• AMS can progress to High Altitude Pulmonary Edema or High Altitude Cerebral Edema both of which can be fatal

Equipment’s Check List

As we mentioned, the weather, altitude, how long the trek is, and how many hours per day you will be trekking. So let’s look at clothing and gear. Your company will also provide you with a checklist, but here are the basics.

  • Base Layer Tops and Bottoms (synthetic or wool)
  • Day Pack (21L-35L)
  • Day Pack Rain Cover
  • Duffel Bag (No Wheels or Rigid Frames)
  • Fleece Pants
  • Fleece/Wool Gloves
  • Fleece/Wool Hat
  • Jacket or Sweater (non-cotton)
  • Headlamp with Fresh Batteries
  • Hiking Boots
  • Hiking Pants (Convertible, Quick-Dry, Lightweight)
  • Hiking Socks (Synthetic or Wool)
  • Insulated Jacket
  • Rain Jacket (Hooded, Lightweight, Waterproof, Breathable)
  • Rain Pants (Lightweight, Waterproof, Breathable)
  • Sleeping Bag (1°-14°, Lightweight, Compressible) Sunglasses (appropriate for high UV exposure)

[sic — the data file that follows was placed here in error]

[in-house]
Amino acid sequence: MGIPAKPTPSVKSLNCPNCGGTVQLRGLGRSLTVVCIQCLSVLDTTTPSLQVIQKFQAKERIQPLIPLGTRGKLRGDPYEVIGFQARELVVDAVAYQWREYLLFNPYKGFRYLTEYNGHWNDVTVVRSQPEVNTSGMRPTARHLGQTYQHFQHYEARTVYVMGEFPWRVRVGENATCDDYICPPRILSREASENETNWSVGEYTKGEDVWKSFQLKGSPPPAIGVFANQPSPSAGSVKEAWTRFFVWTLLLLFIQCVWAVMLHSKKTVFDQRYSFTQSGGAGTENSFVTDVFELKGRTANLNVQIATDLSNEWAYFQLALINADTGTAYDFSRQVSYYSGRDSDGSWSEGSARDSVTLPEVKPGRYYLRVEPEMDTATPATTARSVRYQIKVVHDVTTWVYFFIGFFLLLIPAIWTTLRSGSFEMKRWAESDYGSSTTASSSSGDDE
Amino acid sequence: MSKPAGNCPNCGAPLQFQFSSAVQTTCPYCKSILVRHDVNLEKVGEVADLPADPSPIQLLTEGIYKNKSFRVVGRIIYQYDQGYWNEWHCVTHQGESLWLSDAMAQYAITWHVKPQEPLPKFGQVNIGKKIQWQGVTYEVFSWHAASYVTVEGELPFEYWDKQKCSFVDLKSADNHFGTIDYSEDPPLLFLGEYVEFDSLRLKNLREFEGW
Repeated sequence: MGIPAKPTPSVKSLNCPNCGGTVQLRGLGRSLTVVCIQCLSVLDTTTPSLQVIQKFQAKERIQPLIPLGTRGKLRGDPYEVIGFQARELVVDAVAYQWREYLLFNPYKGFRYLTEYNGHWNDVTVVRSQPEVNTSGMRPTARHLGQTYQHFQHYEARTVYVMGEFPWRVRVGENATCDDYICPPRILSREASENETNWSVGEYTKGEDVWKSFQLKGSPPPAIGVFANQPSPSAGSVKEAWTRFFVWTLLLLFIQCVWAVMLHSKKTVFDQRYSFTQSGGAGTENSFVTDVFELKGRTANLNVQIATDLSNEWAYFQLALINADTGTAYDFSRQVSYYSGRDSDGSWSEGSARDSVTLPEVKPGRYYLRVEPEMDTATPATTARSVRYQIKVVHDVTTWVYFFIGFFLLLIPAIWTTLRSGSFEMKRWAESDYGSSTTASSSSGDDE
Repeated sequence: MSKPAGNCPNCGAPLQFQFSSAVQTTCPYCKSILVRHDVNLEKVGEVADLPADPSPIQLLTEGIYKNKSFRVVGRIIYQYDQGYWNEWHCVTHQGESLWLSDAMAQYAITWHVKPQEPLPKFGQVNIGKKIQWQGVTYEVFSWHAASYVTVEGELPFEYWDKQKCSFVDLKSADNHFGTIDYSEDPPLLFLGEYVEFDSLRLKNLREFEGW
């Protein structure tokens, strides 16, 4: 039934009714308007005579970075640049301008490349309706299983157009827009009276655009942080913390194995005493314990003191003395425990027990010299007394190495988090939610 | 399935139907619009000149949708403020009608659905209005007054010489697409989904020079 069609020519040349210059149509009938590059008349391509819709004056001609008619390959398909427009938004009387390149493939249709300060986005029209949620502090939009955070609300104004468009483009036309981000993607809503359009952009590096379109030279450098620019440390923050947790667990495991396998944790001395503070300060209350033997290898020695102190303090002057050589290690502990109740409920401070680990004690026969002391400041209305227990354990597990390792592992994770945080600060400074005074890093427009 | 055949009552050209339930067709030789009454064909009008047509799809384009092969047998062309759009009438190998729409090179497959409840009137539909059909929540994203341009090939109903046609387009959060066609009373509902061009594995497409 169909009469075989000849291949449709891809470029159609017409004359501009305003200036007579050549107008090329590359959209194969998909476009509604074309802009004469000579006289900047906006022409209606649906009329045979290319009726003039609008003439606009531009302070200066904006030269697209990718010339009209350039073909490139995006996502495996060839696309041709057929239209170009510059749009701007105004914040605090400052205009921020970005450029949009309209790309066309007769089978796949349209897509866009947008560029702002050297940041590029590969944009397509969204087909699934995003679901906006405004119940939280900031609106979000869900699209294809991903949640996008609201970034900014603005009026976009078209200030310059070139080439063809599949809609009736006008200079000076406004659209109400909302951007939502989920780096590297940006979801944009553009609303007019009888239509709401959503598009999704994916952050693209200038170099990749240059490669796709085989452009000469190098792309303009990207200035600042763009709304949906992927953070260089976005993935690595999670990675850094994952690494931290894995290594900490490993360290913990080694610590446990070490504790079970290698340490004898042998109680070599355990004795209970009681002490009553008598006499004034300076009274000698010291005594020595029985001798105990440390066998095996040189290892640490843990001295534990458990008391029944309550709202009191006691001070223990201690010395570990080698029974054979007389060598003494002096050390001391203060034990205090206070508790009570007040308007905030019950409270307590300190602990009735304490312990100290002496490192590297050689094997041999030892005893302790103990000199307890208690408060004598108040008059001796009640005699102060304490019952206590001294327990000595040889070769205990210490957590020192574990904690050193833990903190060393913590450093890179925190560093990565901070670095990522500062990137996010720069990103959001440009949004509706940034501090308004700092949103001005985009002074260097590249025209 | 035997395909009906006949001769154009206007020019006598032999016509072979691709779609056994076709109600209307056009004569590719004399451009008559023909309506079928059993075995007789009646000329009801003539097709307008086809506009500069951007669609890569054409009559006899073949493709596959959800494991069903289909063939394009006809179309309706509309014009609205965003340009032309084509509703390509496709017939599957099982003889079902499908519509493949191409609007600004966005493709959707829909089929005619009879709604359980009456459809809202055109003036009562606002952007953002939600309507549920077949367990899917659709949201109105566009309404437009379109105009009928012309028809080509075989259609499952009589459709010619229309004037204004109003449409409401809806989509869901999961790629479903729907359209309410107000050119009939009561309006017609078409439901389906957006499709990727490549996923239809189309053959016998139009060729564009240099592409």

• Sun Block and Lip Balm
  • Sun Hat
  • Water Bottles (Two 1-Quart) or Hydration System Plus
  • Bandana
  • Camp Towel
  • Gaiters (Tall)
  • Liner Socks (Synthetic)
  • Personal Bathroom Kit: Toilet Paper, Ziploc Bags, Personal Wipes, Hand Cleaner
  • Personal First Aid Kit/Medications (Lightweight)
  • Stuff Sacks
  • Tee Shirts (Synthetic)
  • Trekking Poles
  • Down Booties (Colder Weather Travel Periods)
  • Ear Plugs
  • Electrical Adapter Plug and Converter
  • Sleeping Bag Liner
  • Solar Charger
  • Water Purification Drops/Tablets

Not all of these items are necessary but have been compiled by those who have had experience and are also useful and you would probably be remiss if you didn’t have. Other of these items are required.

Best season for Everest base camp trek

The best months for trekking to Everest Base Camp are before the monsoon (March-May) and post-monsoon (September-November). December and February have almost prohibitively cold nights and some days, and summer is rain, mud, obscured views, and a higher than average possibility of flight cancellations.

There are many more factors to take into account with this truly incredible trek, but these are all a good beginning to help you decide if you are ready for the all of the splendor, challenges, and delights that are part of this classic trek!